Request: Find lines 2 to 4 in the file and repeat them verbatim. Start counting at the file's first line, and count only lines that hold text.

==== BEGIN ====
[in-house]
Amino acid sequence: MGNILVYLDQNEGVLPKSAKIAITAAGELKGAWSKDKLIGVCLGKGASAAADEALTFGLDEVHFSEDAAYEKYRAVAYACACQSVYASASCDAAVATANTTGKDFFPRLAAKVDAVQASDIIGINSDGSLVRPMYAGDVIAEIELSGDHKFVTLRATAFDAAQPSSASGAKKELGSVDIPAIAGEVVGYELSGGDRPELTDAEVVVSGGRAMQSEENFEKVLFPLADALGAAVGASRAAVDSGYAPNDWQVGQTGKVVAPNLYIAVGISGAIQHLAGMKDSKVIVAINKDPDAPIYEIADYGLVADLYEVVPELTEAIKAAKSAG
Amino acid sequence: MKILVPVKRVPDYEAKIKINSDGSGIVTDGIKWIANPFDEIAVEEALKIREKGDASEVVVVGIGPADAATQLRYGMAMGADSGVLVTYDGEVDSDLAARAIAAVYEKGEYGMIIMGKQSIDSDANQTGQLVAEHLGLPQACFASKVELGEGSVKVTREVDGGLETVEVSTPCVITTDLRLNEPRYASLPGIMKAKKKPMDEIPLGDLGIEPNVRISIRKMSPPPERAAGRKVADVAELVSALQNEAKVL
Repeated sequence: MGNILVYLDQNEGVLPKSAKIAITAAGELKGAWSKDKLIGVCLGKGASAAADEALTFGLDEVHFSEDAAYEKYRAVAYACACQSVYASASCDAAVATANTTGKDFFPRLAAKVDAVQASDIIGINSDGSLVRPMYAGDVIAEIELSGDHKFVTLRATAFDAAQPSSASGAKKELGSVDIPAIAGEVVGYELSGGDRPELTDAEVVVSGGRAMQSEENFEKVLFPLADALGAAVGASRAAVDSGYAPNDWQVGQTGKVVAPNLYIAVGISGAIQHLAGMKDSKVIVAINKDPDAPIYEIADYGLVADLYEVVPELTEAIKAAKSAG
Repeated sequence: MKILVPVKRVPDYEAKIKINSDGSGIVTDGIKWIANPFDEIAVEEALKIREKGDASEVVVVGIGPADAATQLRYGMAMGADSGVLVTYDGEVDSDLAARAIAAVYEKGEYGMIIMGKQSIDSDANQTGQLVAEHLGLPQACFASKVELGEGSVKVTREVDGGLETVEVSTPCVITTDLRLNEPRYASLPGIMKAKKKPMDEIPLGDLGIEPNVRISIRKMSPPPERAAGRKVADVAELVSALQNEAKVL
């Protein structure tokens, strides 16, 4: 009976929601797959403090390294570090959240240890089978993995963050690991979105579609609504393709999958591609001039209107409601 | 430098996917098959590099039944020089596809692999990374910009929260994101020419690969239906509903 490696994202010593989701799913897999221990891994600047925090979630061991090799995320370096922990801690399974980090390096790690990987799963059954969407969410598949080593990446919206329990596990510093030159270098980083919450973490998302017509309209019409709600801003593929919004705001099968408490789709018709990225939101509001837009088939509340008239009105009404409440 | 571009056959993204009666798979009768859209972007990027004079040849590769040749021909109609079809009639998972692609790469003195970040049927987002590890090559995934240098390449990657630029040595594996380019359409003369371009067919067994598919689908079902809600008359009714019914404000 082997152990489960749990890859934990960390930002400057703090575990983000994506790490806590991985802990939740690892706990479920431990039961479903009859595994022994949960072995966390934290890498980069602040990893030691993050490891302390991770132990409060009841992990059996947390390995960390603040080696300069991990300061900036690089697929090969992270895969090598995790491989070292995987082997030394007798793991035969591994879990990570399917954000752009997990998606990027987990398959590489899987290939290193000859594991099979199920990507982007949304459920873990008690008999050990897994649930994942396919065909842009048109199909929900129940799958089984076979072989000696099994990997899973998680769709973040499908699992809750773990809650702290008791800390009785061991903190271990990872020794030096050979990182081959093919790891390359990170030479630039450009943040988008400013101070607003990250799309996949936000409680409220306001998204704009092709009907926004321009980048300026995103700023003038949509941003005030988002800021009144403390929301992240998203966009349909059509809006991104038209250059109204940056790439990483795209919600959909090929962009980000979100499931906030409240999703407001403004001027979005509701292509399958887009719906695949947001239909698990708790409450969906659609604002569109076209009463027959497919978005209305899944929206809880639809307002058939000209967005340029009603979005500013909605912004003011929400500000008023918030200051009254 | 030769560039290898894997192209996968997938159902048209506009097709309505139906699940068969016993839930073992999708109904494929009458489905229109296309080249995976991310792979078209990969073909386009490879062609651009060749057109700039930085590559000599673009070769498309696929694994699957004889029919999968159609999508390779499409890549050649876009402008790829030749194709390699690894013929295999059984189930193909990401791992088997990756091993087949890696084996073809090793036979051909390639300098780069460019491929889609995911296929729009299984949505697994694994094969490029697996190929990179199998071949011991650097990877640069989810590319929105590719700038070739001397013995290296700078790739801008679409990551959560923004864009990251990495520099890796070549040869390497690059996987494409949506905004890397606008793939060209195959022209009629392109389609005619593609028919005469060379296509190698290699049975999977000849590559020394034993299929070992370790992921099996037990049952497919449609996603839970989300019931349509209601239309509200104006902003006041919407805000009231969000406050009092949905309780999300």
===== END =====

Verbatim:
Amino acid sequence: MGNILVYLDQNEGVLPKSAKIAITAAGELKGAWSKDKLIGVCLGKGASAAADEALTFGLDEVHFSEDAAYEKYRAVAYACACQSVYASASCDAAVATANTTGKDFFPRLAAKVDAVQASDIIGINSDGSLVRPMYAGDVIAEIELSGDHKFVTLRATAFDAAQPSSASGAKKELGSVDIPAIAGEVVGYELSGGDRPELTDAEVVVSGGRAMQSEENFEKVLFPLADALGAAVGASRAAVDSGYAPNDWQVGQTGKVVAPNLYIAVGISGAIQHLAGMKDSKVIVAINKDPDAPIYEIADYGLVADLYEVVPELTEAIKAAKSAG
Amino acid sequence: MKILVPVKRVPDYEAKIKINSDGSGIVTDGIKWIANPFDEIAVEEALKIREKGDASEVVVVGIGPADAATQLRYGMAMGADSGVLVTYDGEVDSDLAARAIAAVYEKGEYGMIIMGKQSIDSDANQTGQLVAEHLGLPQACFASKVELGEGSVKVTREVDGGLETVEVSTPCVITTDLRLNEPRYASLPGIMKAKKKPMDEIPLGDLGIEPNVRISIRKMSPPPERAAGRKVADVAELVSALQNEAKVL
Repeated sequence: MGNILVYLDQNEGVLPKSAKIAITAAGELKGAWSKDKLIGVCLGKGASAAADEALTFGLDEVHFSEDAAYEKYRAVAYACACQSVYASASCDAAVATANTTGKDFFPRLAAKVDAVQASDIIGINSDGSLVRPMYAGDVIAEIELSGDHKFVTLRATAFDAAQPSSASGAKKELGSVDIPAIAGEVVGYELSGGDRPELTDAEVVVSGGRAMQSEENFEKVLFPLADALGAAVGASRAAVDSGYAPNDWQVGQTGKVVAPNLYIAVGISGAIQHLAGMKDSKVIVAINKDPDAPIYEIADYGLVADLYEVVPELTEAIKAAKSAG